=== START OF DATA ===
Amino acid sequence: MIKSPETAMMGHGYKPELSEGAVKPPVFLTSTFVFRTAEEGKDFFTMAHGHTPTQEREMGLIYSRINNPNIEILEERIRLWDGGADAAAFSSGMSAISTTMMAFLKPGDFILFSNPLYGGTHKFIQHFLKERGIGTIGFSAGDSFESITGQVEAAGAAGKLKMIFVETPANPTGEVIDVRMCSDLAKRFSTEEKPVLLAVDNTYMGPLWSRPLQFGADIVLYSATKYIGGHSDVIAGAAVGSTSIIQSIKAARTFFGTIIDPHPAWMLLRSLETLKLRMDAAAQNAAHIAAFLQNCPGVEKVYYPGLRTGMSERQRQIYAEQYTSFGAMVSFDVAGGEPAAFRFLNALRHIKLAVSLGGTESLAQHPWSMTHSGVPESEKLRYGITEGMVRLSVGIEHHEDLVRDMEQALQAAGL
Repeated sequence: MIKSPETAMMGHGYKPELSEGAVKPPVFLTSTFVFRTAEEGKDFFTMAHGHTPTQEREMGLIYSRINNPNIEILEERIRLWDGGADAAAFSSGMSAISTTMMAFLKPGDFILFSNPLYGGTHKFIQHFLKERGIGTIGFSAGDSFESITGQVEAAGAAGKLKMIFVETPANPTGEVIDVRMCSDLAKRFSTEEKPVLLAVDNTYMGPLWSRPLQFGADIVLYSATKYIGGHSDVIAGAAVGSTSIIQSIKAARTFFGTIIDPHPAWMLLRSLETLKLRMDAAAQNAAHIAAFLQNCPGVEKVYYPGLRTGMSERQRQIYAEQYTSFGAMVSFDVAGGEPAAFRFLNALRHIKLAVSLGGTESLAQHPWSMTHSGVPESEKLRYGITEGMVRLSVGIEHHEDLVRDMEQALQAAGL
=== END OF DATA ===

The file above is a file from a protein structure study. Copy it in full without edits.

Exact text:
Amino acid sequence: MIKSPETAMMGHGYKPELSEGAVKPPVFLTSTFVFRTAEEGKDFFTMAHGHTPTQEREMGLIYSRINNPNIEILEERIRLWDGGADAAAFSSGMSAISTTMMAFLKPGDFILFSNPLYGGTHKFIQHFLKERGIGTIGFSAGDSFESITGQVEAAGAAGKLKMIFVETPANPTGEVIDVRMCSDLAKRFSTEEKPVLLAVDNTYMGPLWSRPLQFGADIVLYSATKYIGGHSDVIAGAAVGSTSIIQSIKAARTFFGTIIDPHPAWMLLRSLETLKLRMDAAAQNAAHIAAFLQNCPGVEKVYYPGLRTGMSERQRQIYAEQYTSFGAMVSFDVAGGEPAAFRFLNALRHIKLAVSLGGTESLAQHPWSMTHSGVPESEKLRYGITEGMVRLSVGIEHHEDLVRDMEQALQAAGL
Repeated sequence: MIKSPETAMMGHGYKPELSEGAVKPPVFLTSTFVFRTAEEGKDFFTMAHGHTPTQEREMGLIYSRINNPNIEILEERIRLWDGGADAAAFSSGMSAISTTMMAFLKPGDFILFSNPLYGGTHKFIQHFLKERGIGTIGFSAGDSFESITGQVEAAGAAGKLKMIFVETPANPTGEVIDVRMCSDLAKRFSTEEKPVLLAVDNTYMGPLWSRPLQFGADIVLYSATKYIGGHSDVIAGAAVGSTSIIQSIKAARTFFGTIIDPHPAWMLLRSLETLKLRMDAAAQNAAHIAAFLQNCPGVEKVYYPGLRTGMSERQRQIYAEQYTSFGAMVSFDVAGGEPAAFRFLNALRHIKLAVSLGGTESLAQHPWSMTHSGVPESEKLRYGITEGMVRLSVGIEHHEDLVRDMEQALQAAGL